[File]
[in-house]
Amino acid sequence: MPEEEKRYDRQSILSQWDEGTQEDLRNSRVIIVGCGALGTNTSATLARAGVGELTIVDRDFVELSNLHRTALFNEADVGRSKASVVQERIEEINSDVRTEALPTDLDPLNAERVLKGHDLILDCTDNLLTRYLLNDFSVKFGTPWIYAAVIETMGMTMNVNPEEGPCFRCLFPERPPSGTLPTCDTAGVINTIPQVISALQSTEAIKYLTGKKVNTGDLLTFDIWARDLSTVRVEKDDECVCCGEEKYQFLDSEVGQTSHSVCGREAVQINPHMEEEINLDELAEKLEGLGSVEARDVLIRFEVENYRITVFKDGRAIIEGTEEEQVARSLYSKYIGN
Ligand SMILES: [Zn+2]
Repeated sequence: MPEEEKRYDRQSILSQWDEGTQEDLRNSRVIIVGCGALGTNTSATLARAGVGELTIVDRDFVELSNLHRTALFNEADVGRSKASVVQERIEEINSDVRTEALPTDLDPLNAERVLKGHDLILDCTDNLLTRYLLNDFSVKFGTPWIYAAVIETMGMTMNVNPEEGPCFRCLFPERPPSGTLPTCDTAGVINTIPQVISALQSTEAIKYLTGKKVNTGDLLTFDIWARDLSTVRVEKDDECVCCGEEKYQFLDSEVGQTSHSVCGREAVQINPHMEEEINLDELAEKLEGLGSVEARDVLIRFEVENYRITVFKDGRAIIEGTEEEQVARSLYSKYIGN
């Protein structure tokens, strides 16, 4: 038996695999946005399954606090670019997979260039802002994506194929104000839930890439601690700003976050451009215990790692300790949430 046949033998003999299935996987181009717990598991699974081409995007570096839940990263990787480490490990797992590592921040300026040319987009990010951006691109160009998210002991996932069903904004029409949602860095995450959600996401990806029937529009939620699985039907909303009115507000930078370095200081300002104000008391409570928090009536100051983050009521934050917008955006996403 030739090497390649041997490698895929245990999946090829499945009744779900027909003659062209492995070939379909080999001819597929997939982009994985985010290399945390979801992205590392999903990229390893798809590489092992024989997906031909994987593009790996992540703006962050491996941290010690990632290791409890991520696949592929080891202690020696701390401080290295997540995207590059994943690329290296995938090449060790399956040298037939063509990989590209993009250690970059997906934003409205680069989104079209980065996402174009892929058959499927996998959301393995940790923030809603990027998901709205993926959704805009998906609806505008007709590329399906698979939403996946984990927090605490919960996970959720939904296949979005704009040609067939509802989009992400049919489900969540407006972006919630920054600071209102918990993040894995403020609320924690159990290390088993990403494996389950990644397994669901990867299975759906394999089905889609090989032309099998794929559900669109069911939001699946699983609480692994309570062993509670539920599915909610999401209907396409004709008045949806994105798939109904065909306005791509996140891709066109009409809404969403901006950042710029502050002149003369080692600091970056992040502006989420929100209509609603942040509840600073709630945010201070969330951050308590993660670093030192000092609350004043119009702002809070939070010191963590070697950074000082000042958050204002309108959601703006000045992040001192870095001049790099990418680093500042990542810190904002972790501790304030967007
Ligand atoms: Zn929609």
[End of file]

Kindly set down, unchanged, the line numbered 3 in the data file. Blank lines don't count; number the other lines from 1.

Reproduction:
Ligand SMILES: [Zn+2]